What day to day environmental toxins do we encounter that can impact our brain health?
February 7, 2024
There are potential harmful chemicals in almost everything we touch, from household cleaning products to the make-up we use and the air we breathe. Prolonged exposure to these chemicals have the capability of negatively impacting our brain health and contributing towards neurodegenerative diseases such as dementia and Alzheimer’s disease in later life.
These chemicals can either be inhaled into our respiratory system or come into contact with the skin, the largest organ and protective barrier of the human body. There they work to penetrate the skin’s surface, making their way into the bloodstream or, if inhaled, the lungs. These toxins are considered to be harmful, and sometimes even fatal. The question is, what are we coming into contact with on a daily basis that we could possibly avoid, or switch out to with a healthier alternative…
- Household cleaning products: many cleaning products contain chemicals including ammonia, bleach and volatile compounds, commonly known as (VOCs). Each one of these releases fumes into the air and can become a danger when there is exposure for long periods of time. This can lead to respiratory issues damaging the central nervous system and further impacting cognitive function in the long term.
- Make-up products: whether opting for a natural look or heavy glam, make-up products are in constant contact with the skin. Fortunately over the last few years, the beauty industry has shifted away from using carcinogens such as silica and parabens in favour of more natural alternatives. For example, castor oil for skin hydration.
“According to current European laws, all cosmetics approved for use must be completely safe for their users, and the responsibility for this lies with manufacturers, distributors, and importers.”
There are however some companies that continue to use toxic substances within their products such as phthalates and heavy metals, and over time these toxic chemicals are absorbed through the skin. While the body’s biological systems are designed to eliminate these toxins, when they’re overwhelmed toxic effects such as headaches, memory loss and poor concentration can begin to take place.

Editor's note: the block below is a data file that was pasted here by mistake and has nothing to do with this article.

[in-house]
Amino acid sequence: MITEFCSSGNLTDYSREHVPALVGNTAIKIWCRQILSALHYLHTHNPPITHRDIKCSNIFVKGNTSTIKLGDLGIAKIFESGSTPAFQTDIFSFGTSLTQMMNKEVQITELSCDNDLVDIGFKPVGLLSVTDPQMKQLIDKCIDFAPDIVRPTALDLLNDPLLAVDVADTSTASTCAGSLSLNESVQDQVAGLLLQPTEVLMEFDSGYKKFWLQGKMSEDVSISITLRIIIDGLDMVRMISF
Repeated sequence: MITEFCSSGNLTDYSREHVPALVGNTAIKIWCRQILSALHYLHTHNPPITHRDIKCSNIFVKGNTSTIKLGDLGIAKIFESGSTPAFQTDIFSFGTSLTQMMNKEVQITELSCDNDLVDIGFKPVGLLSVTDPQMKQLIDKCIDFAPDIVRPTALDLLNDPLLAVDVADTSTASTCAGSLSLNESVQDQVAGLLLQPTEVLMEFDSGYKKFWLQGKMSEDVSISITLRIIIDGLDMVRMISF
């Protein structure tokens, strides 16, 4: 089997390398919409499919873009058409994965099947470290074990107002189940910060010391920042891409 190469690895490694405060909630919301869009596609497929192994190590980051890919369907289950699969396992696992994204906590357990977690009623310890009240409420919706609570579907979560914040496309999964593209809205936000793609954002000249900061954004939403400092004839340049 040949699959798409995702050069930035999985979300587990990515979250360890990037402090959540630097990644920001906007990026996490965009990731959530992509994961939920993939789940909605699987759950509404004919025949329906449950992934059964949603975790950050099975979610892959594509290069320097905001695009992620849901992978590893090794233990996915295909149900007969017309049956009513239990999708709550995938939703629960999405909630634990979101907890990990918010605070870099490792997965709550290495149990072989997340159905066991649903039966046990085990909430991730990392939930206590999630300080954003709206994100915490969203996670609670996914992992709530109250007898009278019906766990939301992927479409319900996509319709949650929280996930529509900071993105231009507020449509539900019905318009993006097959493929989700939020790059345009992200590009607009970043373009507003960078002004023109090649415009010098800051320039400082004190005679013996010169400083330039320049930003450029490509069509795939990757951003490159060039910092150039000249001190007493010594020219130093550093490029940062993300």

- Cigarette smoke: in 2007, the smoking ban came into effect with the hope of sparing future generations the side-effects associated with chronic exposure to cigarette smoke. Exposure on a daily basis can contribute to chronic obstructive pulmonary disease (COPD), the third leading cause of death worldwide which further impacts brain health. (World Health Organization, 2022). Symptoms include neurocognitive dysfunction and brain structural abnormalities which pave the way for neurodegenerative diseases including dementia and Alzheimer’s disease.
- Pesticides: these are chemical compounds that are used to kill pests, but according to the Environmental Protection Agency (EPA), approximately 80% of an individual pesticide is used indoors. Pesticides contribute to a range of cognitive and psychomotor impairments, including memory loss, attention deficits and a loss of alertness. When next selecting your indoor plant pesticide spray, be sure to opt for a natural alternative that uses cinnamon or vinegar as a repellent. Prolonged exposure to ‘outdoor pesticides’ can contain neurotoxic substances that can damage long-term cognition and function.
- Air Pollution: traffic-related air pollution significantly impacts our brain health. Evidence has shown that when we inhale exhaust fumes there is a clear link to cognitive decline in later life. When we breathe these fumes in, the central nervous system becomes inflamed and according to the recent paper, ‘The Effects of Air Pollution on the Brain’, this type of pollution not only contributes to cognitive decline but it can further impact behaviour and psychomotor skills.
The relationship between toxins and neurodegenerative diseases is complex, however it is clear that certain toxins can contribute to the development or progression of neurological conditions primarily through oxidative stress and inflammation.
While there is evidence suggesting an association between environmental toxins and cognitive decline, it’s important to note that this is not the only link. Many factors can contribute, including genetics, lifestyle and overall health. However, by reducing exposure to toxins and maintaining a healthy lifestyle, the risk of cognitive decline in later life can be significantly reduced.
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